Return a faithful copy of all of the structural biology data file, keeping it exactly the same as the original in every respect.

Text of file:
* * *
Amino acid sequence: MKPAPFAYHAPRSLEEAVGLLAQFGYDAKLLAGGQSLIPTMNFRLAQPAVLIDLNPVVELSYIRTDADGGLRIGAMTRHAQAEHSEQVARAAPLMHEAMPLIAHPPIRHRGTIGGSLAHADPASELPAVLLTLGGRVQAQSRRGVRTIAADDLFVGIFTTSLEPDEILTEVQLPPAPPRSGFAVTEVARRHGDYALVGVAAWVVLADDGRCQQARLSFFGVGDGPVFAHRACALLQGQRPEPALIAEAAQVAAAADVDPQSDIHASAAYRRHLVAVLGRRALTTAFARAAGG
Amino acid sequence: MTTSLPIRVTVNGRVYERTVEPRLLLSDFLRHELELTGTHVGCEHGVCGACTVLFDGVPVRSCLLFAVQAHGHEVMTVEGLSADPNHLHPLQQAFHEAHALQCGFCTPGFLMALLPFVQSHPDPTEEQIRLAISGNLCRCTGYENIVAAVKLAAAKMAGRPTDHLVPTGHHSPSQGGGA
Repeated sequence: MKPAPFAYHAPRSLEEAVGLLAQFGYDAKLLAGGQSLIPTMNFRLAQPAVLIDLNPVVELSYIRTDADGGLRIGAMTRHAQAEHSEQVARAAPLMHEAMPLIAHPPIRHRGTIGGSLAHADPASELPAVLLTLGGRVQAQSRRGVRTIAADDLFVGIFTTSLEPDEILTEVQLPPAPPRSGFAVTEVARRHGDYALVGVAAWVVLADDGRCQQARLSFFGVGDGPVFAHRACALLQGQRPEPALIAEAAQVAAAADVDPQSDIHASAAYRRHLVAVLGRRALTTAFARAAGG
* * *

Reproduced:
Amino acid sequence: MKPAPFAYHAPRSLEEAVGLLAQFGYDAKLLAGGQSLIPTMNFRLAQPAVLIDLNPVVELSYIRTDADGGLRIGAMTRHAQAEHSEQVARAAPLMHEAMPLIAHPPIRHRGTIGGSLAHADPASELPAVLLTLGGRVQAQSRRGVRTIAADDLFVGIFTTSLEPDEILTEVQLPPAPPRSGFAVTEVARRHGDYALVGVAAWVVLADDGRCQQARLSFFGVGDGPVFAHRACALLQGQRPEPALIAEAAQVAAAADVDPQSDIHASAAYRRHLVAVLGRRALTTAFARAAGG
Amino acid sequence: MTTSLPIRVTVNGRVYERTVEPRLLLSDFLRHELELTGTHVGCEHGVCGACTVLFDGVPVRSCLLFAVQAHGHEVMTVEGLSADPNHLHPLQQAFHEAHALQCGFCTPGFLMALLPFVQSHPDPTEEQIRLAISGNLCRCTGYENIVAAVKLAAAKMAGRPTDHLVPTGHHSPSQGGGA
Repeated sequence: MKPAPFAYHAPRSLEEAVGLLAQFGYDAKLLAGGQSLIPTMNFRLAQPAVLIDLNPVVELSYIRTDADGGLRIGAMTRHAQAEHSEQVARAAPLMHEAMPLIAHPPIRHRGTIGGSLAHADPASELPAVLLTLGGRVQAQSRRGVRTIAADDLFVGIFTTSLEPDEILTEVQLPPAPPRSGFAVTEVARRHGDYALVGVAAWVVLADDGRCQQARLSFFGVGDGPVFAHRACALLQGQRPEPALIAEAAQVAAAADVDPQSDIHASAAYRRHLVAVLGRRALTTAFARAAGG